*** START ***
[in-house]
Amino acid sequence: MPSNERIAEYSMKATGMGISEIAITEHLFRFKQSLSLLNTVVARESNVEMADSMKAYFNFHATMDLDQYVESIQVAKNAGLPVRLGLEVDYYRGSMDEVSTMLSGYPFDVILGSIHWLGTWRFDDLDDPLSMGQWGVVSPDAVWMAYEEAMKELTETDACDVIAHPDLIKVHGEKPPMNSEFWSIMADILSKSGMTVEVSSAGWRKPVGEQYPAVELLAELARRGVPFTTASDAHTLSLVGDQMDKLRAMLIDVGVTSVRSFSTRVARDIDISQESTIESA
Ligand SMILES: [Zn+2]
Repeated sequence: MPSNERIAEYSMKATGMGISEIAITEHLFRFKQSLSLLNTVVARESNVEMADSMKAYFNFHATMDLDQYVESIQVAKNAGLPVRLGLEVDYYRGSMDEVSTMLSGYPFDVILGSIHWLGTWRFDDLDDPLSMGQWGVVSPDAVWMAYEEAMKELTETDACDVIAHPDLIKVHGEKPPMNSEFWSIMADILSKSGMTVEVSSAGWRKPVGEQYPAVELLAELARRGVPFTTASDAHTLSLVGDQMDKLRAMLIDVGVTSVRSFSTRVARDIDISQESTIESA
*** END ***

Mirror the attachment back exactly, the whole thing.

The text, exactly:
[in-house]
Amino acid sequence: MPSNERIAEYSMKATGMGISEIAITEHLFRFKQSLSLLNTVVARESNVEMADSMKAYFNFHATMDLDQYVESIQVAKNAGLPVRLGLEVDYYRGSMDEVSTMLSGYPFDVILGSIHWLGTWRFDDLDDPLSMGQWGVVSPDAVWMAYEEAMKELTETDACDVIAHPDLIKVHGEKPPMNSEFWSIMADILSKSGMTVEVSSAGWRKPVGEQYPAVELLAELARRGVPFTTASDAHTLSLVGDQMDKLRAMLIDVGVTSVRSFSTRVARDIDISQESTIESA
Ligand SMILES: [Zn+2]
Repeated sequence: MPSNERIAEYSMKATGMGISEIAITEHLFRFKQSLSLLNTVVARESNVEMADSMKAYFNFHATMDLDQYVESIQVAKNAGLPVRLGLEVDYYRGSMDEVSTMLSGYPFDVILGSIHWLGTWRFDDLDDPLSMGQWGVVSPDAVWMAYEEAMKELTETDACDVIAHPDLIKVHGEKPPMNSEFWSIMADILSKSGMTVEVSSAGWRKPVGEQYPAVELLAELARRGVPFTTASDAHTLSLVGDQMDKLRAMLIDVGVTSVRSFSTRVARDIDISQESTIESA